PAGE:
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The Art of Enjoying Your Thanksgiving Meal

Monday, November 24, 2014

This is a re-post but one that definitely deserves repeating.  As you prepare to gather with loved ones and enjoy a beautiful meal, remember to enjoy it.  For those struggling with eating issues, this may seem like and insurmountable task.  Sometimes it helps to have a few helpful phrases on hand to repeat to yourself when critical thoughts arise.  One of my favorites comes from Ellyn Satter:  "When you give yourself permission to eat, you can give yourself permission to stop"

The Thanksgiving meal is known to be one of excess.  And it should be.  Occasional overeating can be an enjoyable part of a normal eating pattern.  As mentioned above, just make sure to enjoy it!  Also, know your limits and pace yourself.  What do you want most?  Make sure you have room for that.  Leave the table a little or a lot stuffed, just leave the remorse out of it. Instead of depriving yourself to build up to the big event, eat when you're hungry.  Let yourself enjoy the leftovers.  This way, you won't experience the discomfort (physical and emotional) of the "last supper" mentality.  This woman's story was in Ellyn's latest Family Meals Focus newsletter and I thought I'd share it Holiday Eating Success Story.

Talking to Your Kids about Eating Disorders & Body Image: 5 tips for Parents

Monday, November 10, 2014


When should you start exploring eating and body image issues with kids?  

Although it's never too early to start emphasizing the importance of good nutrition, middle school and junior high are when these issue tend to start.  Between ages 10 and 14, kids' bodies are rapidly changing as they become more aware of appearance and compare themselves to peers.  It can be hard to get kids to talk about anything at this age, let alone something so personal.  Here are some tips for parents on how to approach this touchy subject.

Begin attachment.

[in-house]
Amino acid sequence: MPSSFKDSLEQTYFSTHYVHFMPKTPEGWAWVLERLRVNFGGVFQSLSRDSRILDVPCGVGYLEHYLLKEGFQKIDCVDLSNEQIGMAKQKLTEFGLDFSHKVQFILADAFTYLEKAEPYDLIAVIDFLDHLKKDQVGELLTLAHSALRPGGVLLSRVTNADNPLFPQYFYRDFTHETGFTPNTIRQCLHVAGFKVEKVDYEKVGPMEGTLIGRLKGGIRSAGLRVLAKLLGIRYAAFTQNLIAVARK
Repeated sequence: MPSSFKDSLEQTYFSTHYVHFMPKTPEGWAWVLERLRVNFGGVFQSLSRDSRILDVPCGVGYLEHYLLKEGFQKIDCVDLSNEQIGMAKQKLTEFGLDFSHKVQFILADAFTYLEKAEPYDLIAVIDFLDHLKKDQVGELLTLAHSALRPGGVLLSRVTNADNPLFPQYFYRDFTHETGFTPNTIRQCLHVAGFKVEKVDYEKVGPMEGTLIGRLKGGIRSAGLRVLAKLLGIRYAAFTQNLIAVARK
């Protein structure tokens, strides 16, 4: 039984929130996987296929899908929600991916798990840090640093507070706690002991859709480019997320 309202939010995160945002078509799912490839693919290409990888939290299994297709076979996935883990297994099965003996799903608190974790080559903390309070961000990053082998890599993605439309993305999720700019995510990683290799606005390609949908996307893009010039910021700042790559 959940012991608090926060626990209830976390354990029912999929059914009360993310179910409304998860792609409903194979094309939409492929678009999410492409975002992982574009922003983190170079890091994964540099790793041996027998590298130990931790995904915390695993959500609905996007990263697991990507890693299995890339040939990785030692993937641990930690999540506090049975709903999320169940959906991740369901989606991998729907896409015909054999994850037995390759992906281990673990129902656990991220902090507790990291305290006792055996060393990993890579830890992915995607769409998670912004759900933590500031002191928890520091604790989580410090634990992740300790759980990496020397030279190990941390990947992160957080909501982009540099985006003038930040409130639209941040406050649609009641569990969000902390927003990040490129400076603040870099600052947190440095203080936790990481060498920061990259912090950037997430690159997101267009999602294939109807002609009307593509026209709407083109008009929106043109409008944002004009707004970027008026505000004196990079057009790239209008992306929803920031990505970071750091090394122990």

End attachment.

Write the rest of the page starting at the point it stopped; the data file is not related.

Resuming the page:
1.  Discuss the benefits of good nutrition.  Talk about how food helps fuel the body and how good you, yourself feel after a balanced meal.  Need help determining what a balanced meal looks like?  See this handout for some useful information - Balance Your Plate.

2.  Consider going to a registered dietitian.  Visiting a dietitian together will allow you to start the conversation and provide good, solid overview of the importance of nutrition during adolescence.  Plus, sometimes having someone else communicate the information has a greater impact.  If your child wants it, give her some time alone with the dietitian to discuss any issues that she may not want to talk with you about.  If it's important for you to know, the dietitian will make sure you do.

3.  Ask about friends.  It is much easier for kids to talk about what their friends are doing.  Starting a conversation this way can open up the door to self-disclosure.  Consider reviewing some of the items on this screening tool ChEAT.  Ask your son or daughter if they know anyone who struggles with some of these issues.  Or, find an article to read together.  

4.  Watch videos & media clips.  There are some great resources available to explore media's influence on body image.  Jean Kilbourne's Killing Me Softly is an excellent one.  Here's a short clip from the movie to give you a taste.  The Dove Campaign for Real Beauty is another one.  This clip, Dove legacy is great for mothers and daughters to watch together.  Take some time to process the information after watching.  Or, it may work better to have your child write a few things down that they relate to and have you read them.